Treating acne with laser

by Medindia Content Team on  November 1, 2002 at 4:58 PM General Health News   - G J E 4
Treating acne with laser
While it is estimated that more than 75 per cent of the world's population is affected by acne at some point during their life, there is still no cure. Now several laser and light-based technologies to improve mild to moderate acne in a few treatment sesions, and with no known systemic side effects.

Speaking at the American Academy of Dermatology's Derm Update 2002, dermatologist Arielle. N.B. Kauvar, clinical associate professor of dermatology, New York University School of Medicine, New York, discussed how dermatologists are using laser technology to treat acne by altering the biological mechanisms responsible for this common condition.

Acne is a chronic inflammatory disease of the sebaceous hair follicles. Each follicle contains a tiny hair and multiple sebaceous glands. Under normal circumstances, sebum, the oily substance made by the sebaceous glands, travels up the hair follicle and out to the skin's surface. However, with acne, sebum is trapped within the follicle and skin bacteria multiplies within the clogged pores.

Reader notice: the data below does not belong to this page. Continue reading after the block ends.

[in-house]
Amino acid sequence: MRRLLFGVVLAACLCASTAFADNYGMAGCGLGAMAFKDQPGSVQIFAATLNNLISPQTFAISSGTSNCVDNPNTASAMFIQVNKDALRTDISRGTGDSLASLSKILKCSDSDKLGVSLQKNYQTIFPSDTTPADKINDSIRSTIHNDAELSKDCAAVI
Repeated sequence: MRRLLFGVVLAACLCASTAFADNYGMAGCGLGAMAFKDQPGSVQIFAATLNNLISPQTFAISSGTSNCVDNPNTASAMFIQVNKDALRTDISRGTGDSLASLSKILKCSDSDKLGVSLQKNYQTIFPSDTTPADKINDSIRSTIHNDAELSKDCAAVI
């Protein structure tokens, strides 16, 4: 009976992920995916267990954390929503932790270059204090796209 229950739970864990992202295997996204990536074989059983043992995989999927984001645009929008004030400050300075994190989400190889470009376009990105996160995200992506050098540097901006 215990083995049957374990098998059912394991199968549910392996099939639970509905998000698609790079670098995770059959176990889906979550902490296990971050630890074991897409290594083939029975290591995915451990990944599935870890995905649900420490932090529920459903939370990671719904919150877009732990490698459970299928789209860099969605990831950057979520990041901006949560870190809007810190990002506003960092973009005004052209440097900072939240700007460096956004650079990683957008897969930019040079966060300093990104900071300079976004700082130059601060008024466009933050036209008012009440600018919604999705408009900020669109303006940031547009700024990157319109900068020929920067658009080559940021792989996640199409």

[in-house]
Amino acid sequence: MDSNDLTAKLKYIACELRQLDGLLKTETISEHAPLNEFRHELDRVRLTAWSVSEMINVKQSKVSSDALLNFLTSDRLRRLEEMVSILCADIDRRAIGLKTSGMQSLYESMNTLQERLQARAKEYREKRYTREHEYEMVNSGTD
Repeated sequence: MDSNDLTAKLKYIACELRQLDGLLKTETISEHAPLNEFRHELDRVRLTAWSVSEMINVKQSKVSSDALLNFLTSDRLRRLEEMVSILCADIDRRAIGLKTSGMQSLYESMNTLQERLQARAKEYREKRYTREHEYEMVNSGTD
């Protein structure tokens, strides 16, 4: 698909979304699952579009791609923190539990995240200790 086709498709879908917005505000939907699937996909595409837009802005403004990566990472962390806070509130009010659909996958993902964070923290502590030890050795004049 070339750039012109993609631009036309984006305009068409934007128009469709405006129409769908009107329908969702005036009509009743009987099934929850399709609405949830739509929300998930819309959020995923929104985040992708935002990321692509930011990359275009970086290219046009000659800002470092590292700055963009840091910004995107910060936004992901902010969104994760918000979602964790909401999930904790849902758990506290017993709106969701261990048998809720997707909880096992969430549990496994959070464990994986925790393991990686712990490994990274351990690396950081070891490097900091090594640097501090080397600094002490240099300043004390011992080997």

Acne develops on those areas of the skin where sebaceous glands are most numerous: the face, scalp, neck, chest, back, and upper arms and shoulders. Acne typically begins in adolescence, although onset in the twenties or thirties is common. One approach to treating acne is to target the bacteria that produces the inflammation associated iwth acne known as Propionobacterium Acnes, or P. Acnes.

P. acnes releases porphyrins, which are naturally occurring molecules in the body. When porphyrins absorb certain wavelengths of light, free radical damage is produced which destroys the bacteria. The molecules Prophyrins absorb light best in the blue wavelength range - 400 nm to 430 nm. A low intensity blue light source (405 nm to 420 nm) has been studied for the treatment of mild to moderate in flammatory acne.

In the study, two 15-minute exposures a week for a period of four weeks produced a 60 per cent reduction in acne in 85 per cent of patients. Reported remissions from acne lasted as long as three to eight months. Another way to terat the common condition of acne using laser is to damage to sebaceous glands by a thermal or heat effect. Skin biopsies performed immediately after treatment showed heat-induced alterations of the sebaceous glands, reducing the amount of oil produced.


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